Pat Terry read a book, Isaak Dinesen's "Out of Africa," that had a couple of stories in it about the author's deerhound. The stories were about how noble, gentle and wise deerhounds are, but also about how they have a genuine sense of humor. In one story, Dinesen's deerhound, Dusk, reminded her of the time she had stupidly almost shot her own cat out of a tree. Every time the two of them went by the tree, the deerhound gestured toward it with a chuckle. Think about that. Think about spending the rest of your life with a dog who reminds you of your most idiotic moment.
Terry got herself a deerhound, a female, and named her Dusk. Now, getting a dog because of something you read in a book, especially a dog the size of a deerhound, is a risky business. But in this case it worked out, partly because Terry knows something about dogs and also because it is true that deerhounds are noble, wise and whatnot and have a genuine and subtle sense of humor.
They also have complicated ancestral memories, and are closely related to wolfhounds. Terry has only been in California for a year; Dusk was raised in Connecticut, where for all practical purposes there are no wolves. When they first arrived in Poway, Dusk discovered coyotes, California's wolves. And knew instantly that she was supposed to do something about them. But what? Join them? Hunt them? Teach them knitting? Terry suggested that the best course was a meditative and philosophical one: Dusk should just understand coyotes and leave it at that. This she does.
FOR THE RECORD - 920725
Los Angeles Times Sunday January 5, 1986 Home Edition Los Angeles Times Magazine Page 5 Times Magazine Desk 1 inches; 15 words Type of Material: Correction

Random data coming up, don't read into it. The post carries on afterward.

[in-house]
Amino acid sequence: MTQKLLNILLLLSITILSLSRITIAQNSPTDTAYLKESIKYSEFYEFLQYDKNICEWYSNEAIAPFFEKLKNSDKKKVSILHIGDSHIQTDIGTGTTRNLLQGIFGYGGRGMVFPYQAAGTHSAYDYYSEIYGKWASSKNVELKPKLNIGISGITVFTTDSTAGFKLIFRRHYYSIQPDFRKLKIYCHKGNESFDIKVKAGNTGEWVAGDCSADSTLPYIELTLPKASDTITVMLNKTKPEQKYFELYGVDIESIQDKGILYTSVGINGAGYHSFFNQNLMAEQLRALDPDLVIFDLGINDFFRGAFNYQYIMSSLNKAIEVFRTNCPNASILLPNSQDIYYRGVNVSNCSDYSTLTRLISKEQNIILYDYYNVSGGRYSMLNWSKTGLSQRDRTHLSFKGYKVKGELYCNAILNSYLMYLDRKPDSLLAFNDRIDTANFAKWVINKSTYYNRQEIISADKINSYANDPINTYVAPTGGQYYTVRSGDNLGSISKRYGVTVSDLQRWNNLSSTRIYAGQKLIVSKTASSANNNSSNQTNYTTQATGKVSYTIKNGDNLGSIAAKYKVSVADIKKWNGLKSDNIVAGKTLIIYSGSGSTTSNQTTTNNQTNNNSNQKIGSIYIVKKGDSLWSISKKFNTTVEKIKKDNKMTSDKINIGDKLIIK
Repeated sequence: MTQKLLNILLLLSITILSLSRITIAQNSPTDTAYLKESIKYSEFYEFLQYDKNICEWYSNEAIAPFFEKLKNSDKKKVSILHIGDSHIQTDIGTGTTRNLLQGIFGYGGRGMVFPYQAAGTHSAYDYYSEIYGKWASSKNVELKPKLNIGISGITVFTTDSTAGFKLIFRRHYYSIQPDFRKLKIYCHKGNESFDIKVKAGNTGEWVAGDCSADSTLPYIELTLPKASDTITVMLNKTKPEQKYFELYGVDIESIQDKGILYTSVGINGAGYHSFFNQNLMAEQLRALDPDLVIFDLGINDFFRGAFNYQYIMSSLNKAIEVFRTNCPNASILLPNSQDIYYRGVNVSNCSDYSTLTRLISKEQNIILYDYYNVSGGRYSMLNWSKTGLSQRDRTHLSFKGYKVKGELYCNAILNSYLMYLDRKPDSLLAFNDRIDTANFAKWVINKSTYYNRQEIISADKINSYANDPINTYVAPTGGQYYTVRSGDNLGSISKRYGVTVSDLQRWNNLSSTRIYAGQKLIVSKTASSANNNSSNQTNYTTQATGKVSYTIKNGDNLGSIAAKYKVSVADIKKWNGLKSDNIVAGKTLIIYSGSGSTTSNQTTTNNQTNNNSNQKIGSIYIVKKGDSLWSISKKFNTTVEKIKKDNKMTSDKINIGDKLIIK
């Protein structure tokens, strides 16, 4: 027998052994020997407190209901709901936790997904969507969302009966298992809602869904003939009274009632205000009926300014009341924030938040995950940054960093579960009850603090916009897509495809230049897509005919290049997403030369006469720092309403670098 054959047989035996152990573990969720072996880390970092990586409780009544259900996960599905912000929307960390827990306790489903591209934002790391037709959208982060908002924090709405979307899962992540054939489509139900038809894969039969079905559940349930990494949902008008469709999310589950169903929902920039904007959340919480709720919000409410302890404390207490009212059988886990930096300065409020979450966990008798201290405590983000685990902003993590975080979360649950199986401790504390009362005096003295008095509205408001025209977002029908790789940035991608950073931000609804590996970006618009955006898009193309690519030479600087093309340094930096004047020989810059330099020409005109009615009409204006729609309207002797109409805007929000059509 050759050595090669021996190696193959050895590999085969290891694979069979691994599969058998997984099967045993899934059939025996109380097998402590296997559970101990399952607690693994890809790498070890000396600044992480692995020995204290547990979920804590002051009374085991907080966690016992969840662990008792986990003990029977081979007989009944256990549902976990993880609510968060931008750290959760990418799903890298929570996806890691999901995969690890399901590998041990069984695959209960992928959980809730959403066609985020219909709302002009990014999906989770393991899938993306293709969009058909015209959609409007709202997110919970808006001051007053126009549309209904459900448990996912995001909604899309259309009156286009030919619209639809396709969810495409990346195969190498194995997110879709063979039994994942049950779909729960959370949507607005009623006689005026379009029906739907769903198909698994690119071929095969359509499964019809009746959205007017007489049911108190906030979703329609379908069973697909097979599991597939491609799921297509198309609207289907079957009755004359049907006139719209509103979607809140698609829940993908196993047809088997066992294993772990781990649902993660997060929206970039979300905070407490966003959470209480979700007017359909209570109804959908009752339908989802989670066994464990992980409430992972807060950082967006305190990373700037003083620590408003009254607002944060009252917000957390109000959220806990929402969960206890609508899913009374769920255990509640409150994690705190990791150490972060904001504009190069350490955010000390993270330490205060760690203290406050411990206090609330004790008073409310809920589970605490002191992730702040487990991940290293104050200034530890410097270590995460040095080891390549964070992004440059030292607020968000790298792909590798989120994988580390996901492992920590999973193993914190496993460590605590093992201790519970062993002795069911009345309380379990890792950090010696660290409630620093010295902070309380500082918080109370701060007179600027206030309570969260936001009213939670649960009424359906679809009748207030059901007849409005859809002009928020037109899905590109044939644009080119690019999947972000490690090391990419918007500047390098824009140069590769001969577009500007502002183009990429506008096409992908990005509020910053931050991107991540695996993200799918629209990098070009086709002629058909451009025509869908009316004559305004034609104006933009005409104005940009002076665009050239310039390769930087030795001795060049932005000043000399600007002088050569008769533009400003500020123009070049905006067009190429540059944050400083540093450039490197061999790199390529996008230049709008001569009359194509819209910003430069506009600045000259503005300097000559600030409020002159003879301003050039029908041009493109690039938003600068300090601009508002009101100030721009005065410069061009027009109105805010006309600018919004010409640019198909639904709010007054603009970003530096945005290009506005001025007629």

In the "Animals" feature of Dec. 8, the name of deerhound breeder Barbara Birdsall was misspelled.
Dusk also has a wrist gene. When Terry arrived at the house of Barbara Briesall, Dusk's breeder, Dusk's mother, Lesley, took Terry by the wrist and led her to the couch, where she indicated that she should sit down. So Dusk occasionally feels that she's a wrist hound and leads Terry down the hallway by her wrist. She never leads her anywhere in particular--just leads her.
Dusk is . . . well, let's put it this way: No breed is as good as a deerhound at curling up on a couch. (Deerhounds require couches, incidentally.) You come away every time with the impression that you have seen the dog using a long, diamond-studded cigarette holder. You haven't, and when you go back to check you realize that you haven't, but then you come away, once again, with a distinct impression of diamonds. Perhaps because they were originally bred to hunt such elegant animals as deer, they had to develop an answering elegance in order to do their jobs. In any case, when people meet Dusk, they often realize that they had not until that moment understood genuine elegance, the platonic form itself.
Deerhounds are not the only breed with a sense of humor, of course, but they possess a rare ability to express it without losing their elegance. Dusk is even capable of using it to express reproach. One hot day, Terry had to leave Dusk at home while she took her cairn terrier, who had developed a psychosomatic illness, to the vet. Dusk is generally noble about being left behind, but being left behind because of a hysterical cairn terrier is a bit much, even for a deerhound. The one piece of furniture in the house that she is not allowed on is the water bed, and she had never before violated that rule.
Terry returned to find no deerhound. Dusk was, astoundingly, not there to greet her and not in any of her usual places. A few moments of panic followed, but Dusk was, of course, shortly discovered to be waiting on the water bed--waiting there to be discovered. Dusk looked at Terry, waited a few moments to be sure that she got the message, then got up off the bed, smiling with the pleasure of a successful moral comedian.
So I don't recommend deerhounds to just anyone. Very few people have the psychic stamina required to sustain encounters with deerhounds' moral wit.